“Our long-held reputation as a safe and reliable producer of high-quality food opens the door to existing and new export markets, but competitive pressures are mounting,” Gervais said, in releasing the latest outlooks for the agriculture and agri-food sector. “The game is quickly changing and it’s becoming more and more evident that it’s mostly about volume and value added.”

Recent years of record-high production have boosted global stocks of many agriculture commodities. But even as the planted acreage of major crops in the United States is expected to be lower than its high in 2012-14, when it averaged almost 257 million acres, improvements in yields allow for continued growth in overall production. That’s why it’s important for Canadian agriculture to invest in innovation that will enable continued growth in productivity.

Gervais said increasing productivity doesn’t necessarily mean Canadian farmers need to expand their operations.

“Canadian producers need to find ways of reducing costs while increasing productivity from their existing operations, whether that means increasing the yield per acre or getting more butterfat from a litre of milk,” he said. “Investments in innovation and technology will go a long way in ensuring Canadian agriculture remains productive, competitive and sustainable.”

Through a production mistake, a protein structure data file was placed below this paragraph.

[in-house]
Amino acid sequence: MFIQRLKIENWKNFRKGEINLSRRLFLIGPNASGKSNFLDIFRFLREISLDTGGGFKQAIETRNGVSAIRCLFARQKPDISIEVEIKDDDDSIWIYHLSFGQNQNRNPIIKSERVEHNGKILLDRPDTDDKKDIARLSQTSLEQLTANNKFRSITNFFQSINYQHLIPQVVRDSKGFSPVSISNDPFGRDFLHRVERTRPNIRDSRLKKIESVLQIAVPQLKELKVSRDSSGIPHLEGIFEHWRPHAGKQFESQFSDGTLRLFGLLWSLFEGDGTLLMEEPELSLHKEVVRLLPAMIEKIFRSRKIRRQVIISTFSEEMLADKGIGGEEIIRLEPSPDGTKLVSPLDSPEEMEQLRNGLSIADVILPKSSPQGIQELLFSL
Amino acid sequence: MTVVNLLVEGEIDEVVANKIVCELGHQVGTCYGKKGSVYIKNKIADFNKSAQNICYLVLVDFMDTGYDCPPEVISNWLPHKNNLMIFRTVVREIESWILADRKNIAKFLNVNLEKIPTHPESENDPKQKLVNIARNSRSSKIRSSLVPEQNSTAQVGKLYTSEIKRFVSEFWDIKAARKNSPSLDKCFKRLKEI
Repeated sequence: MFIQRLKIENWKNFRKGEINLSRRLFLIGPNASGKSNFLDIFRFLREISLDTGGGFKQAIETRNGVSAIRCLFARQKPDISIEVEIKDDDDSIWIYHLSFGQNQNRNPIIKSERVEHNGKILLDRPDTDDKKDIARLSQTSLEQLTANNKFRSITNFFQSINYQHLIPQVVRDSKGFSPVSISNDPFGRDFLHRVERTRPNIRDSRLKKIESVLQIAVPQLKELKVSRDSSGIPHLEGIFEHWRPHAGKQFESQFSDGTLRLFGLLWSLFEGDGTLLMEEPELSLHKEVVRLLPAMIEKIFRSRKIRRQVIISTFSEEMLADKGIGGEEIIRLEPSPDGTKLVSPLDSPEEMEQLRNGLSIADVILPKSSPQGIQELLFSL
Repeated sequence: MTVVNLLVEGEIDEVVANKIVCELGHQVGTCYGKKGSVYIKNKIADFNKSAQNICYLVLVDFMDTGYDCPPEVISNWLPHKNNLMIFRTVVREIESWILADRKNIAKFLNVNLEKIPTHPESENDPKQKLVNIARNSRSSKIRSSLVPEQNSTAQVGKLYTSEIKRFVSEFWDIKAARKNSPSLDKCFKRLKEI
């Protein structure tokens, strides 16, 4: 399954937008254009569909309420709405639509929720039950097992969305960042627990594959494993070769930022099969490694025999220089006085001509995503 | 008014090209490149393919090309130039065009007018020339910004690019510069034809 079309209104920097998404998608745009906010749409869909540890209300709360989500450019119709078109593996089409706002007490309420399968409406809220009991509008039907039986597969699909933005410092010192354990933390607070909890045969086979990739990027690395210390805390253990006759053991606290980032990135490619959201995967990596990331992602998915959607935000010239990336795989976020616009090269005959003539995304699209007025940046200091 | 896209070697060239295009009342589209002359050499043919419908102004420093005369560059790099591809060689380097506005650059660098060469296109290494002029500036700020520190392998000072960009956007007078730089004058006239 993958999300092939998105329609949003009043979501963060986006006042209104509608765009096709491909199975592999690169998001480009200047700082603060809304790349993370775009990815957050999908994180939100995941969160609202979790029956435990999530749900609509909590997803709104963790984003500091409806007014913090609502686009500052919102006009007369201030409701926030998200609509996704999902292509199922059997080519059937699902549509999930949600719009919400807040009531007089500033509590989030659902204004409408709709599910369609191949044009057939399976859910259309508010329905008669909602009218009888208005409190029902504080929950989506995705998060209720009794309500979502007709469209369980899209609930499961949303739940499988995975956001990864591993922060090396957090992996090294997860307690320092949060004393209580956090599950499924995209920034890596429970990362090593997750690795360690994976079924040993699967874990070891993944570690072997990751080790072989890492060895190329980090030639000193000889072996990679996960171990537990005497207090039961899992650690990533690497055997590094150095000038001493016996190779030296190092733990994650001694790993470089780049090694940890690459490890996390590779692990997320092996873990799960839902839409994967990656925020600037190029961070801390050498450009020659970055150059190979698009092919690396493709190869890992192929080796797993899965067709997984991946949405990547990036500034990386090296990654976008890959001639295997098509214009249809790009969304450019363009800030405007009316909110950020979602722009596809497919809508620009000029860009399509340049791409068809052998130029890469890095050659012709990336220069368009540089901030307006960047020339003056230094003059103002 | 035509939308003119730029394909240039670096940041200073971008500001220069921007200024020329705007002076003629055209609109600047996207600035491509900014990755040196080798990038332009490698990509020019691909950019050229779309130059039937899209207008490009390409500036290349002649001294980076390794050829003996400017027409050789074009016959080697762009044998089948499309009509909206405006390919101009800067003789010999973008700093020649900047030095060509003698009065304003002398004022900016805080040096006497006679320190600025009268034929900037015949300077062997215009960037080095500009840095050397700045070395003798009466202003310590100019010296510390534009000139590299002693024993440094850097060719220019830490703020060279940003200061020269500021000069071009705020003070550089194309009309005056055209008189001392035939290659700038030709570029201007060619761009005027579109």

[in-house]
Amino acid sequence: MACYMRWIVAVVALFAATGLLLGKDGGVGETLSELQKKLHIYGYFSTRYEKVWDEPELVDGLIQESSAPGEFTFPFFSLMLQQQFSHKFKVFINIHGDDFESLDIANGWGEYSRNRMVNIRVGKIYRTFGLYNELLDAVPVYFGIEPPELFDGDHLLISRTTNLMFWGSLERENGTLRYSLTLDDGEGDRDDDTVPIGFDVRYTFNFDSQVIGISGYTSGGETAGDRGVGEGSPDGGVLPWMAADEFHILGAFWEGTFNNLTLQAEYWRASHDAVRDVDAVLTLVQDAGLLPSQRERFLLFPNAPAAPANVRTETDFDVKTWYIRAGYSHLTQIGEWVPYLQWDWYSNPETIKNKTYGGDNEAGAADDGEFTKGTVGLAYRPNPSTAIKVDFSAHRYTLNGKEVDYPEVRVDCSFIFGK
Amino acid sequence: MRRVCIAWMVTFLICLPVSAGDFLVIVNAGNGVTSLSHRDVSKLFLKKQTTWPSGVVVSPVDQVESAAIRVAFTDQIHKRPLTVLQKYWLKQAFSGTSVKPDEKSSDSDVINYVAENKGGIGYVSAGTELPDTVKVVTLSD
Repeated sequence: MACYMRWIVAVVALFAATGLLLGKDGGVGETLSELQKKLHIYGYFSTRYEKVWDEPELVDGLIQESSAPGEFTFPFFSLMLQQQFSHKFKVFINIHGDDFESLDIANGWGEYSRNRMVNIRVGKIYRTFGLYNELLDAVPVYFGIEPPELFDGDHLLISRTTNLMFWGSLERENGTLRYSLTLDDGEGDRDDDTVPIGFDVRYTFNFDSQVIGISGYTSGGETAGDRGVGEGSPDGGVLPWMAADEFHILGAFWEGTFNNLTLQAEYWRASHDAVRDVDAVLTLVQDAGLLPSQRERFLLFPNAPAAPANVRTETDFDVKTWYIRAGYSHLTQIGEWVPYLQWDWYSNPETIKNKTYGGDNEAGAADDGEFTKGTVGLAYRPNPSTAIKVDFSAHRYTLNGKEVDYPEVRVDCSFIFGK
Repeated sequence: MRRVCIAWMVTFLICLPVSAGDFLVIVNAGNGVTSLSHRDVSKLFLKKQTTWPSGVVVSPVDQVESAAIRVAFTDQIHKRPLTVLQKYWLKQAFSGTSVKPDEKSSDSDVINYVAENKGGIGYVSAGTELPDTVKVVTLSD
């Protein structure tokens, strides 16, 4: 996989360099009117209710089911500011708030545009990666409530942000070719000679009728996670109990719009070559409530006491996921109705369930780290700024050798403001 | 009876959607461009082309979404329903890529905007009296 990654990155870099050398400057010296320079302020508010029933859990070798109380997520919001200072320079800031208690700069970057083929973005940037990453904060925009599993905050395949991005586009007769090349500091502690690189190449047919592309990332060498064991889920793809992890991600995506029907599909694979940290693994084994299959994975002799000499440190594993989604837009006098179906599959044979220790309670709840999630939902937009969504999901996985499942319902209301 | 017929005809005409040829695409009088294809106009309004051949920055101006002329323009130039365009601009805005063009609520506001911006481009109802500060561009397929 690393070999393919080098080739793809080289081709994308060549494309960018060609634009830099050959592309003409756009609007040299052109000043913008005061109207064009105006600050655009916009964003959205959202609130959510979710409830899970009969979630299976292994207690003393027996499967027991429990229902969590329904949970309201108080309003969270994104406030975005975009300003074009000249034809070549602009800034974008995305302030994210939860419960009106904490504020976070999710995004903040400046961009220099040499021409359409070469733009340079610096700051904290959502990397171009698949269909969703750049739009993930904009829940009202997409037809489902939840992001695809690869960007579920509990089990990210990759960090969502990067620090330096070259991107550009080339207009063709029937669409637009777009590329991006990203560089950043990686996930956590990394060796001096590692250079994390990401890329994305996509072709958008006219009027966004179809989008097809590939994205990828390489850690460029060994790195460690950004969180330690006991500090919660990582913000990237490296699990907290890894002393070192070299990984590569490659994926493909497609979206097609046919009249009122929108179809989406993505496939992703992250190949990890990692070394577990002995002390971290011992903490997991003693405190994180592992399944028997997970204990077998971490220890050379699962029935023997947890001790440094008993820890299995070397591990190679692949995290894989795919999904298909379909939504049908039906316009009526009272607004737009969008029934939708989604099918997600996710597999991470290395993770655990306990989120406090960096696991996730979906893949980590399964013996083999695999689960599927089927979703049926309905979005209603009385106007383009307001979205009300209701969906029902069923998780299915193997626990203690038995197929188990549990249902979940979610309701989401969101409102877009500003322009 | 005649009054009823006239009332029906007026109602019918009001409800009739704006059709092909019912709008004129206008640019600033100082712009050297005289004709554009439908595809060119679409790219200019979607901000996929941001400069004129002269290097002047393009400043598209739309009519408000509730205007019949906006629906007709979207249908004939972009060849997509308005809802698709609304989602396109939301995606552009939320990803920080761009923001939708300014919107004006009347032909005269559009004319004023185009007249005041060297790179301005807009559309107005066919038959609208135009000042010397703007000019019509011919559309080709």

Gervais said changing food preferences are also driving investment decisions. For example, milk production in Canada is trending upward, requiring further investment in processing capacity. Canadian consumers also seek healthy and convenient food products, which is expected to trigger more investments in pre-packaged and easy-to-prepare foods.

 

The food manufacturing sector’s Gross Domestic Product (GDP) is 5.4 per cent higher than at the same time in 2016.

 

“The climate for investment in Canadian food processing is positive, given a Canadian dollar under US$0.80, continued low interest rates and growing demand in the U.S.,” said Gervais, who projects exports of food manufactured products to the U.S. could increase again in 2018, despite the uncertainty surrounding current negotiations of the North American Free Trade Agreement (NAFTA).

 

He believes this type of investment in Canada’s agriculture and agri-food sector will help keep the industry competitive and, in many cases, a world leader in agriculture innovation and technology.

 

“Increasing productivity and adding value to agricultural products is the avenue that will grow Canadian farm revenues,” Gervais said.

 

Outlook reports are available on crops (eastern and western Canada), dairy, cattle and beef, hogs, farm inputs and food processing.

By sharing agriculture economic knowledge and forecasts, FCC provides solid insights and expertise to help those in the business of agriculture achieve their goals. For more information and insights, visit the FCC Ag Economics blog post at www.fcc.ca/AgEconomics.

 

Page 9 of 9

<< Start < Prev 1 2 3 4 5 6 7 8 9 Next > End >>

“PROCESS THIS” news from the BC Food Processors Association